Author Daniel Pink tweeted today that 50% of individuals under the age of 27 in this country don’t have a job. I suppose that’s why we received over 50 qualified resumes for a recent job posting at the Y. It’s a difficult time. It’s even more difficult for those growing up without a Dad in the home, almost 1/3 of the youth in our country living in that suffocating space. According to research, “Young men who grow up in homes without fathers are twice as likely to end up in jail as those who come from traditional two-parent families… (“Father Absence and Youth Incarceration.” Journal of Research on Adolescence 14 (September 2004). The dark clouds can loom for all of us. Just this week at work, I learned of difficult marriages, dying grandparents, aging in-laws, and the loneliness of families separated. These are the things that are tossed around in my mind, like damp clothes in a dark dryer, when I’m focusing on the troubles abounding. When I wake at 3:00 a.m., my mind racing and my heart picking up the pace, I wonder why I’m not resting well and I realize it’s the persistent anxiety rooted in these messy stories of life that surface in the cold, dark hours before dawn.
My friend and colleague stood before Kiwanis and preceded stories of mentoring relationships that are blossoming with stories of those youth who fell through the cracks. They need to know that this work of youth development and life transformation story isn’t mathematical, the formulas don’t always compute. Rather, it’s a journey, a standing in the ditch with another and pointing to something Greater, something hopeful. It’s a choice to be present, to show up.
Esquire.com recently reported on a high-calorie dish to be avoided at all costs. Or, at least consumed sparingly and on the rarest of occasions. According to the Center for Science in the Public Interest’s annual “food porn” list, the Cheesecake Factory offers a 3,020 Bistro Shrimp Pasta. The accompanying 89 grams of saturated fat apparently can stay in a person’s arteries for up to five days. Just reading the description makes my heart constrict, although I remain not-so-secretly tempted to try the dish. Our choice to regularly consume any unhealthy, fat-laden foods is to our detriment. Life context mixed with daily choices is always writing our story, or we can choose differently; new choices writing a new ending.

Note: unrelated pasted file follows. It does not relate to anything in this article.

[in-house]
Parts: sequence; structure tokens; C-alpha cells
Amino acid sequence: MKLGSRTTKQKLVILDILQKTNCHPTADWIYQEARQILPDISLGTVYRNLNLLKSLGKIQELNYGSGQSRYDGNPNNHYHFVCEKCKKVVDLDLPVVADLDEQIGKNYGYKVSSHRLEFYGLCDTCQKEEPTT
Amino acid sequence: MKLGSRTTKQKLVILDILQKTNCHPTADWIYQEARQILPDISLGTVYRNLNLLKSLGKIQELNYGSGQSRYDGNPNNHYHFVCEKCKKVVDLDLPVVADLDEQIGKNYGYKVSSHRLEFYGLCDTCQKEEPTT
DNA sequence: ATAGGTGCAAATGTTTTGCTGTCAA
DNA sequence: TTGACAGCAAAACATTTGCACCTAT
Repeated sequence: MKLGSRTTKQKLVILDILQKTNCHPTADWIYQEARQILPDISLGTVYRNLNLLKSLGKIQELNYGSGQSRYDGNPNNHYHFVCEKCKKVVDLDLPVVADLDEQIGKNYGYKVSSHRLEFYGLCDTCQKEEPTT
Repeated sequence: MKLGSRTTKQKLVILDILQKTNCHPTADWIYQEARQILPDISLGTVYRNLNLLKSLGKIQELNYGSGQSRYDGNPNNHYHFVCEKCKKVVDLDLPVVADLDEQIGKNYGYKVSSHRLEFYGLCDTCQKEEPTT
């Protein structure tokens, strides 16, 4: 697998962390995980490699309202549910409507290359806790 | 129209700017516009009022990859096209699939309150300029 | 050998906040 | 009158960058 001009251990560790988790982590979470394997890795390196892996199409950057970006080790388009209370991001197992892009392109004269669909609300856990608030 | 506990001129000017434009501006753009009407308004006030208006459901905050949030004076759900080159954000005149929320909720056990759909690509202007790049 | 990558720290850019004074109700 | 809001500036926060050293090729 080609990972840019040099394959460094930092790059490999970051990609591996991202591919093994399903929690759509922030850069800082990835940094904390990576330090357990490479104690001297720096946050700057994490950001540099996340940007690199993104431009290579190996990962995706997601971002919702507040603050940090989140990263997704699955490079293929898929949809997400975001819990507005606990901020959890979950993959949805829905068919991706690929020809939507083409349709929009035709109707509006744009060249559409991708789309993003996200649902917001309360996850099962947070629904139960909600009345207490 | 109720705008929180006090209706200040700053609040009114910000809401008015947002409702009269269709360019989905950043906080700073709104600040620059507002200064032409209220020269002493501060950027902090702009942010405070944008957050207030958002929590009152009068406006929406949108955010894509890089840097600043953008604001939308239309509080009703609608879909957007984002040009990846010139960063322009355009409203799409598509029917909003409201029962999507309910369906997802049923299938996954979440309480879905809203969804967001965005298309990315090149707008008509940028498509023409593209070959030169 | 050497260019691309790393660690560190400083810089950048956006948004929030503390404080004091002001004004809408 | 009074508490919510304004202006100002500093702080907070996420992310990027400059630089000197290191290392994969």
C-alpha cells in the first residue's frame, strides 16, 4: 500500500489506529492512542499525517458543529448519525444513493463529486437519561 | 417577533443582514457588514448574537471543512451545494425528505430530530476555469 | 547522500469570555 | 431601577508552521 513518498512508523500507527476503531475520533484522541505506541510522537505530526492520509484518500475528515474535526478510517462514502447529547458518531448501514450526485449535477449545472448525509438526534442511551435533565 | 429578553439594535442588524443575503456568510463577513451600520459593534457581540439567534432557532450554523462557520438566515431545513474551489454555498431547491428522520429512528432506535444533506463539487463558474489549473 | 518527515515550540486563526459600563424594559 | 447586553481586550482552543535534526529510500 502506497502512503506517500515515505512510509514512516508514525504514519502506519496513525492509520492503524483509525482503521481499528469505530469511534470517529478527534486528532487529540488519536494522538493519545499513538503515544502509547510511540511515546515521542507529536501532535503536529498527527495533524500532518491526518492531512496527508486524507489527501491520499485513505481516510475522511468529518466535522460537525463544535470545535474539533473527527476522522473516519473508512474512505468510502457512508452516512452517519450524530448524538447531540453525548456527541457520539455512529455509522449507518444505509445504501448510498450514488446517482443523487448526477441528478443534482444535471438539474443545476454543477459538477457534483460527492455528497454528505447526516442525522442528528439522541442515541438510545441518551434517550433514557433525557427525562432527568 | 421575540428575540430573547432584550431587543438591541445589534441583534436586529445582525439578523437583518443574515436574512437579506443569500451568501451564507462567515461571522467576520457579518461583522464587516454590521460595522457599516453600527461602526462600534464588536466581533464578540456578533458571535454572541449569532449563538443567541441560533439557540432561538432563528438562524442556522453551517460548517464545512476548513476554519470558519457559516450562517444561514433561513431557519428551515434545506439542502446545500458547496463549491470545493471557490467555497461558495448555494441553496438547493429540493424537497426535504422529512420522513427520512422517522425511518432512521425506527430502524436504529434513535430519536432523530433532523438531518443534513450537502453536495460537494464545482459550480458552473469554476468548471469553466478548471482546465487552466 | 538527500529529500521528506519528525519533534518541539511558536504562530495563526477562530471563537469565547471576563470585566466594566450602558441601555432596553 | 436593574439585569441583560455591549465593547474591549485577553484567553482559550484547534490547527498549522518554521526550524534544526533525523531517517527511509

As I watch throngs of people join the Y in the New Year with intentions of resolution, I realize that life is all about our choices. People join the Y choosing to pursue healthier lives; many make the ongoing choices to remain, even when it’s difficult. Some choose to leave as life-waves of business drown out their desire. It’s all a choice. Sometimes it’s a choice over which we have some control or action, often it’s a choice in how we view the circumstance or respond. Either way, it’s a choice.
Author Ann Voskamp says, “You don’t get to make up most of your story. You get to make peace with it. You don’t get to demand your life, like a given. You get to accept your life, like a gift. Beginnings and middles, they are only yours to embrace, to unwrap like a gift. But you get the endings. You always get the endings. You get the endings and you get to make them a gift back to the Giver.”
Our stories, these daily opportunities for choice - they’re all gifts. Life is messy and it’s not easy. Voskamp notes, “Isn’t everything that is good always hard?” Kiwanis and many other community social clubs can choose to fade slowly into American nostalgia; instead they choose to continue to do the hard work of coming together and giving back for the greater good. We can choose to ruminate on the rashes of bad news spreading through our screens, instead let’s choose to see the bright glimmers of hope and grace and good that permeate the dark. We can choose to over-indulge on American excess, instead let’s choose simplicity, presence, and selflessness. We can choose to numb and medicate our discontent with unhealthy pursuits, instead let’s choose wellness from the physical surface down to the depths of the heart. Let’s spread these life-giving choices to one another, standing together in the messy middles with hope and welcoming these endings (always begetting a new beginning) with gratitude.